Bill Chappell

Bill Chappell is a blogger and producer who currently works on The Two Way, NPR's flagship blog. In the past, he has coordinated digital features for Morning Edition and Fresh Air, and edited the rundown of All Things Considered. He frequently contributes to other NPR blogs, such as All Tech Considered and The Salt.

Chappell's work at NPR has ranged from being the site's first full-time homepage editor to being the lead writer and editor on the London 2012 Olympics blog, The Torch. His assignments have included being the lead web producer for NPR's trip to Asia's Grand Trunk Road, as well as establishing the Peabody Award-winning StoryCorps on NPR.org.

In 2009, Chappell was a key editorial member of the small team that redesigned NPR's web site. One year later, the site won its first Peabody Award, along with the National Press Foundation's Excellence in Online Journalism award.

At NPR, Chappell has trained both digital and radio staff to use digital tools to tell compelling stories, in addition to "evangelizing" — promoting more collaboration between legacy and digital departments.

Prior to joining NPR in late 2003, Chappell worked on the Assignment Desk at CNN International, handling coverage in areas from the Middle East, Asia, Africa, Europe, and Latin America, and coordinating CNN's pool coverage out of Qatar during the Iraq war.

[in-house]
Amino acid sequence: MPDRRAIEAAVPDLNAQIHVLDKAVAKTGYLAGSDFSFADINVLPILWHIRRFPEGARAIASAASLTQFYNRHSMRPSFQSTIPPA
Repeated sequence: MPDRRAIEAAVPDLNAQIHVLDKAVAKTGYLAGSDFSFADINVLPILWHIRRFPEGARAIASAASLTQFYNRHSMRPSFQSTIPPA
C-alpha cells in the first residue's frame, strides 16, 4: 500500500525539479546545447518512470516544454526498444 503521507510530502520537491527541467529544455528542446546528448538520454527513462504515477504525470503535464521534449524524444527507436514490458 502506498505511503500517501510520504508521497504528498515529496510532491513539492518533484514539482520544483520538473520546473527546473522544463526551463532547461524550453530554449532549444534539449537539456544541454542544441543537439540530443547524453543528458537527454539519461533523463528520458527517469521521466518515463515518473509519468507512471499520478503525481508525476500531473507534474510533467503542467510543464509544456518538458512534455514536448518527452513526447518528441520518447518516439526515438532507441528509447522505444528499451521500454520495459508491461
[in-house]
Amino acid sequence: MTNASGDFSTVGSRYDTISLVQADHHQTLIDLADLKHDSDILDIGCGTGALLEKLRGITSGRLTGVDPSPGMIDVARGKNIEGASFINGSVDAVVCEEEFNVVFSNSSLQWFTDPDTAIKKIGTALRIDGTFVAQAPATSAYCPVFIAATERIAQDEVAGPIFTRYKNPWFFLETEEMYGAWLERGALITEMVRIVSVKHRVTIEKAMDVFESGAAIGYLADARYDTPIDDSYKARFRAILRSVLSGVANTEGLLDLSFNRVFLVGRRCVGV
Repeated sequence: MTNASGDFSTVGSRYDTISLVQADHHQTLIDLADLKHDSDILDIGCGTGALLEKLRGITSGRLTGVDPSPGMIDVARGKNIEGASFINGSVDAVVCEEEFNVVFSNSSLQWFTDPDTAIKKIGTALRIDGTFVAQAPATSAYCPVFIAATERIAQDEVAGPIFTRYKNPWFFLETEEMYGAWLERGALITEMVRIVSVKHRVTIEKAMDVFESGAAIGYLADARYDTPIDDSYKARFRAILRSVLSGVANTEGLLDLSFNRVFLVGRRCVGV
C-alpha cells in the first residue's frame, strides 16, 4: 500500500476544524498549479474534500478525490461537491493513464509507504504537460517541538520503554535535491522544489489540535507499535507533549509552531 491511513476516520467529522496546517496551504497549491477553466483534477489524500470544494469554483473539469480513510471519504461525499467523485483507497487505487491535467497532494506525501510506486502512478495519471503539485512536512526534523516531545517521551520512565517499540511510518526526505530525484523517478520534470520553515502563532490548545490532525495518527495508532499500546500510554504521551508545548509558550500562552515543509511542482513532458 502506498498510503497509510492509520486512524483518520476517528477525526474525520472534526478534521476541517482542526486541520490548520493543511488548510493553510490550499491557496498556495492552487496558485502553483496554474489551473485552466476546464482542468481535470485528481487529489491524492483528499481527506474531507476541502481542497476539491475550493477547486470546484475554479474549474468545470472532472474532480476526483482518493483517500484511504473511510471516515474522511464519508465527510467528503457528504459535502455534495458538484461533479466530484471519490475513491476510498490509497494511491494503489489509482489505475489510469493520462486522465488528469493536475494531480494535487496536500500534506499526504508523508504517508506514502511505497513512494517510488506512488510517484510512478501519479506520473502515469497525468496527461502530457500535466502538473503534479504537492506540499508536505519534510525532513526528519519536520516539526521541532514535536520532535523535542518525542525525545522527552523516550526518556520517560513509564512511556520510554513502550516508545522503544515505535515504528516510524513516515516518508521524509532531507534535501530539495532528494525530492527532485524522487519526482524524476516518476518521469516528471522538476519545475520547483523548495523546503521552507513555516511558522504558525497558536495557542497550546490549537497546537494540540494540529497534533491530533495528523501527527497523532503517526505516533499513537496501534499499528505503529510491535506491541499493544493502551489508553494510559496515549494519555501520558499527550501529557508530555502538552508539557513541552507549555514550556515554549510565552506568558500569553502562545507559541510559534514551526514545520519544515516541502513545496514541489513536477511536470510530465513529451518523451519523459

Chappell's work for CNN also included producing Web stories and editing digital video for SI.com, and editing and producing stories for CNN.com's features division.

Before joining CNN, Chappell wrote about movies, restaurants and music for alternative weeklies, in addition to his first job: editing the police blotter.

A holder of bachelor's degrees in English and History from the University of Georgia, he attended graduate school for English Literature at the University of South Carolina.

Trying to salvage a cease-fire that has not stopped the fighting in eastern Ukraine, the leaders of France, Germany, Ukraine and Russia held a conference call Thursday in which they called for full implementation of the truce's terms.

Ukraine says that in the past 24 hours alone, 14 of its soldiers have died and 172 were injured.

With the bailout package that has kept Greece's economy afloat set to expire in just over a week, the country has formally asked Eurozone members for a six-month extension. Finance ministers will hold an emergency meeting Friday to consider the proposal.

The new request will face opposition, with Deutsche Welle reporting, "A spokesman for German Finance Minister Wolfgang Schäuble rejected the proposal saying it lacked substance."